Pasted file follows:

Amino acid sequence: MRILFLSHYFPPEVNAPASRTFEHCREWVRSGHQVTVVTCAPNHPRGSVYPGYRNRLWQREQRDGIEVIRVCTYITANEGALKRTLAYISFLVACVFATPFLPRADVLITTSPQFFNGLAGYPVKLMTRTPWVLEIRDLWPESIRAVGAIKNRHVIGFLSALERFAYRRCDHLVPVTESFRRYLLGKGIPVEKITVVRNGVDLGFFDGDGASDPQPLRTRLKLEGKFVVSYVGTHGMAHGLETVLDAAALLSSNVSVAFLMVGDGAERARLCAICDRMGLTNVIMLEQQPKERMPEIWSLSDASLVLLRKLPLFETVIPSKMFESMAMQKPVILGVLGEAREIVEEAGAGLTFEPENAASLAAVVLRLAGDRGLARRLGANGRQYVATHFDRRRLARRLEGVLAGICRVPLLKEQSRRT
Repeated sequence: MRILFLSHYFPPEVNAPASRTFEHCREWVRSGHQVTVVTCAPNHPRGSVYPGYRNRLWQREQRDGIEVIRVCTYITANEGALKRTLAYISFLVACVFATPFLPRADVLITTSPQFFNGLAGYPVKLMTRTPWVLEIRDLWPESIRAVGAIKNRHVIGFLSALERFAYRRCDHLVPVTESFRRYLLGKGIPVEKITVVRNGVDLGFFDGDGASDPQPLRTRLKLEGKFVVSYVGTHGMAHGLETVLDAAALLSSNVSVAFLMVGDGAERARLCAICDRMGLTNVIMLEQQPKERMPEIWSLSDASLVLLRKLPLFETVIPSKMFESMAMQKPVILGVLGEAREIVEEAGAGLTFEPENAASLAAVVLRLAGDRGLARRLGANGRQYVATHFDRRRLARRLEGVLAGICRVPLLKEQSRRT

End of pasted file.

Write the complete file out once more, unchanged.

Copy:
Amino acid sequence: MRILFLSHYFPPEVNAPASRTFEHCREWVRSGHQVTVVTCAPNHPRGSVYPGYRNRLWQREQRDGIEVIRVCTYITANEGALKRTLAYISFLVACVFATPFLPRADVLITTSPQFFNGLAGYPVKLMTRTPWVLEIRDLWPESIRAVGAIKNRHVIGFLSALERFAYRRCDHLVPVTESFRRYLLGKGIPVEKITVVRNGVDLGFFDGDGASDPQPLRTRLKLEGKFVVSYVGTHGMAHGLETVLDAAALLSSNVSVAFLMVGDGAERARLCAICDRMGLTNVIMLEQQPKERMPEIWSLSDASLVLLRKLPLFETVIPSKMFESMAMQKPVILGVLGEAREIVEEAGAGLTFEPENAASLAAVVLRLAGDRGLARRLGANGRQYVATHFDRRRLARRLEGVLAGICRVPLLKEQSRRT
Repeated sequence: MRILFLSHYFPPEVNAPASRTFEHCREWVRSGHQVTVVTCAPNHPRGSVYPGYRNRLWQREQRDGIEVIRVCTYITANEGALKRTLAYISFLVACVFATPFLPRADVLITTSPQFFNGLAGYPVKLMTRTPWVLEIRDLWPESIRAVGAIKNRHVIGFLSALERFAYRRCDHLVPVTESFRRYLLGKGIPVEKITVVRNGVDLGFFDGDGASDPQPLRTRLKLEGKFVVSYVGTHGMAHGLETVLDAAALLSSNVSVAFLMVGDGAERARLCAICDRMGLTNVIMLEQQPKERMPEIWSLSDASLVLLRKLPLFETVIPSKMFESMAMQKPVILGVLGEAREIVEEAGAGLTFEPENAASLAAVVLRLAGDRGLARRLGANGRQYVATHFDRRRLARRLEGVLAGICRVPLLKEQSRRT